Two women of color, fed up with the lack of representation of creators of color at local craft markets have spearheaded a makers movement. On November 9th from 11-5 p.m, they will be presenting the inaugural Melanin Makers’ Market to the community of Brunswick, Georgia at the local Coastal Pines Technical College campus. The beautiful coast of Georgia hosts an abundance of festivals, craft fairs, and markets offering everything from seafood to art to handmade soap. The only things in low supply at the festivities…artisans of color. Arielle Lang, a visual artist, and Takiela Langley, a natural bath and body artisan, decided that instead of trying to get a seat at the table, they would create a space for themselves and other creative entrepreneurs of color to bring their products & talents to market. The upcoming market will showcase a curated collective of 34 people-of-color-owned businesses based in Brunswick, Atlanta, Savannah, Jacksonville and surrounding cities.
The tenacious twosome initially made their presence known on Instagram and Facebook as the creators of the Melanin Makers’ Market. Within a month and a half of Friday morning breakfast meetings, daily online collaboration, and 5 a.m. texting sessions, Arielle and Takiela have grown their social media tribe to well over 700 people and sold their vision to 30 plus people-of-color-owned small businesses. They have attracted an eclectic blend of makers whose business backgrounds range from startups to seasoned vendors. During a conversation held in the backroom of Instagram’s direct messenger, one of the Melanin Makers’ Market vendors shared her frustration with Takiela over being overlooked at local craft markets, “I got turned down more times than I care to count. I think the only reason I got in [a local craft market] was because of an article in a popular Savannah magazine. After it was published, everybody said yes; sometimes before I asked.” The Melanin Makers’ Market has garnered support and engagement not only from current and aspiring market vendors, but also from a community of people of color who want to see themselves represented in the products sold at local craft fairs and markets.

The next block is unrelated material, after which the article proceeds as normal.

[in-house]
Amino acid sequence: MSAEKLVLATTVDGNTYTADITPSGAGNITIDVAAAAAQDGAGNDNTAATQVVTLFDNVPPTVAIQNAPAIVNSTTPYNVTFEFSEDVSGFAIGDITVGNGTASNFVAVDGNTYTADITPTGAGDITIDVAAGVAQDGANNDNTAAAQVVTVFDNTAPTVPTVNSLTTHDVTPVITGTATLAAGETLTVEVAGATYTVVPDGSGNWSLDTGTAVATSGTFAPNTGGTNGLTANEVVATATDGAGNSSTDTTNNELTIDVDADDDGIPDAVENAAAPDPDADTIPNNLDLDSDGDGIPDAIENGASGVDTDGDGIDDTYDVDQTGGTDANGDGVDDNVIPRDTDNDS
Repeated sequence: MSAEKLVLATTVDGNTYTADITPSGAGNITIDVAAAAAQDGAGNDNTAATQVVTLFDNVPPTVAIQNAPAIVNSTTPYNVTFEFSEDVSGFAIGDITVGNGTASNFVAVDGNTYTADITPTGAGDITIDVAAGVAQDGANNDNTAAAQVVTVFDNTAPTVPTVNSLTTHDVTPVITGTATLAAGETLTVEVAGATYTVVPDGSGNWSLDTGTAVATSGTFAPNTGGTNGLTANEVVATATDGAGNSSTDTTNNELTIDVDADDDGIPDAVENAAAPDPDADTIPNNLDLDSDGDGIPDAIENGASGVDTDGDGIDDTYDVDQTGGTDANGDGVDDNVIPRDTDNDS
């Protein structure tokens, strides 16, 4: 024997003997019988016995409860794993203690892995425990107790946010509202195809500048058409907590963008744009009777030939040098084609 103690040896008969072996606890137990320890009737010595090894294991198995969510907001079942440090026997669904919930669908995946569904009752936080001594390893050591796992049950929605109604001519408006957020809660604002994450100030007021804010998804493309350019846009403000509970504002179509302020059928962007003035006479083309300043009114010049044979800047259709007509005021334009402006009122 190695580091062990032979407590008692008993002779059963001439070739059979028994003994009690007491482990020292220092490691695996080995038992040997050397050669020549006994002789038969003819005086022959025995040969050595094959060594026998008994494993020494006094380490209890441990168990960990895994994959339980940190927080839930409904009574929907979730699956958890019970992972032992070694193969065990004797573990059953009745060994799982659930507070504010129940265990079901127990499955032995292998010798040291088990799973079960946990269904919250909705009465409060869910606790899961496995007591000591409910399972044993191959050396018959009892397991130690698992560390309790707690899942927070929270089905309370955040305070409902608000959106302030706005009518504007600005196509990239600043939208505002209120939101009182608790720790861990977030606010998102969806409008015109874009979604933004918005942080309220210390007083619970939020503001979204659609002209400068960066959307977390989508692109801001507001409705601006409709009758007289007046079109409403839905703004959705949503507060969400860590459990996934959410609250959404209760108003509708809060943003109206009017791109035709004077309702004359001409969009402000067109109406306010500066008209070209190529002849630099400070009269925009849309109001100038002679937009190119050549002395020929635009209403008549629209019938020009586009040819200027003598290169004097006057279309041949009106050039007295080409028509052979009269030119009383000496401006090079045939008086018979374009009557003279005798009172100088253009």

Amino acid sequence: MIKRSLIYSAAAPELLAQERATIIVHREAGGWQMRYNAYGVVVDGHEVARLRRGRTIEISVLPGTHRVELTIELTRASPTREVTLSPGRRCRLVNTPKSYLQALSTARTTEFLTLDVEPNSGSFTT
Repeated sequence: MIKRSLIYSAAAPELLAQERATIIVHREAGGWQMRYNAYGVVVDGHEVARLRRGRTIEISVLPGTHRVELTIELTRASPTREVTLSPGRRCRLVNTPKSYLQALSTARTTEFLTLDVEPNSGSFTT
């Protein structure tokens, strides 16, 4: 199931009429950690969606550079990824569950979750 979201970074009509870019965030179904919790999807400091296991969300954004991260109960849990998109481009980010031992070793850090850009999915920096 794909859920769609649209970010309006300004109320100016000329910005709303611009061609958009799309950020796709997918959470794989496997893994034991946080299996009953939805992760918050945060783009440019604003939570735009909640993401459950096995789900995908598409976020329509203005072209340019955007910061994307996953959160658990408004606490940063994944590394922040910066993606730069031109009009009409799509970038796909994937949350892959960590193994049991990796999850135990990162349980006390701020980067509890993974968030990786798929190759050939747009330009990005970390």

Distinct and culturally in step, The Melanin Makers’ Market has captured the attention of the director of business development for the Brunswick-Glynn County Economic Development Authority, Vanessa Wagner. The entrepreneurial pair was approached by Wagner with the intent of gaining their participation in a discussion and fact-finding trip. Takiela, one half of the visionary team will jet-set to Nashville, TN mid-November to represent The Melanin Makers’ Market in a dialogue focused on removing barriers for entrepreneurs and small businesses.
She asserts, “If we were fixated on getting a seat at the table, then we would not have attracted that opportunity or our tribe. It is our commitment to infusing our cultural flavor in our market and brand that has made us stand out. Makers of color do exist, and it is our mission to provide a space for them to bring their goods and services to market because representation matters.”
The Melanin Makers’ Market
The Melanin Makers’ Market’s mission is to support and provide a space for creators, who are people of color, to bring their handmade goods and tangible services to market. The two-woman team, which was founded in September of 2019 has built a community around the makers movement. The Melanin Makers’ Market draws attention to every market-approved maker as well as their product/service in their online “Meet the Maker” features. The organization provides practical business advice and useful resources via their upbeat vendor newsletters as well as strategic local advertising to attract attendees to the quarterly community markets. For more information visit www.melaninmakersmarket.com or follow on social media at www.instagram.com/